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Tourism Industry Council Tasmania

Positive Impact Tourism Roadshow

In March 2024, we embarked on a roadshow of Tasmania in partnership with Tourism Industry Council Tasmania (TICT), the peak body for Tasmania’s tourism industry, to run Positive Impact Tourism Live workshops and Learning tours for their tourism industry partners across 3 destinations (Hobart, Triabunna & Launceston).

A wide range of tourism businesses and organisations from across the state joined the full-day programs which combined a practical workshop, with networking, and a learning tour where attendees could be inspired by positive impact projects happening in action in their region.



TICT is the peak body representing the Tasmanian tourism industry. They have a key role in many of the goals and actions of the new Tasmania’s 2030 Visitor Economy Strategy, specifically for Key Direction 1: Become a leading destination for climate-conscious travel.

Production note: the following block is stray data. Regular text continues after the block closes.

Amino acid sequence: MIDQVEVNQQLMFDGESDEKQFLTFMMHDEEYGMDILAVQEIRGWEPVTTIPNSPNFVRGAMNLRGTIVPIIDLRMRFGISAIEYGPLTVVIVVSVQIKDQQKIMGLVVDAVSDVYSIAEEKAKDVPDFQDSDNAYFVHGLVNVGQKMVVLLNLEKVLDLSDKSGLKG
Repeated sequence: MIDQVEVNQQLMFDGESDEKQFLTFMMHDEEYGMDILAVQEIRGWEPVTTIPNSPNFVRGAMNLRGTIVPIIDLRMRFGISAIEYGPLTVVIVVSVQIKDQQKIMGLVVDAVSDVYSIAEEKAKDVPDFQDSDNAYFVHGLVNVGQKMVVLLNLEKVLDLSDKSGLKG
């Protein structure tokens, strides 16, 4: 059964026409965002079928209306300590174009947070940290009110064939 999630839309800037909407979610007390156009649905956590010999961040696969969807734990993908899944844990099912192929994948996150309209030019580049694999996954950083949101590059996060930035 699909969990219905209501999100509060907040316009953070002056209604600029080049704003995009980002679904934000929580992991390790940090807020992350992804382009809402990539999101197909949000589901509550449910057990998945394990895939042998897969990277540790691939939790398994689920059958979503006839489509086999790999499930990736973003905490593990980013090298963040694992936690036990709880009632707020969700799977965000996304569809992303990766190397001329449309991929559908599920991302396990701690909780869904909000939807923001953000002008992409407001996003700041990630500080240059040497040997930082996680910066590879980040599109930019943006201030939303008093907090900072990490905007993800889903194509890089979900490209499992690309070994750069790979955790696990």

To activate this Key Direction, TICT has an Emissions Reduction Program, to support Tasmanian tourism businesses in reducing emissions, and work towards achieving Tasmania’s net zero emissions ambition.

To support TICT with their ambition, The Tourism Collective partnered with TICT to deliver industry-leading workshops (x 3) and learning tours (x 2) for Tasmania Tourism Operators.

The Tourism Collective met with each Regional Tourism Organisation to find leading positive impact case studies, and design an engagement Learning Tour, connecting council, operators and local community organisations.

To reflect and add to the relevant areas of learning with regards to emissions reductions, we also met with ERC and Sumday Carbon Accounting Partner’s to better understand how the tools work, in partnership with TICT’s guidance and feedback.

TICT Workshops

Positive Impact Tourism Workshop

Our Regenerative Tourism Specialist, Nic Cooper delivered highly practical, action-based and inspiring Positive Impact tourism Live Workshop that gave operators both inspiration and tools to take immediate and longer-term action in their business.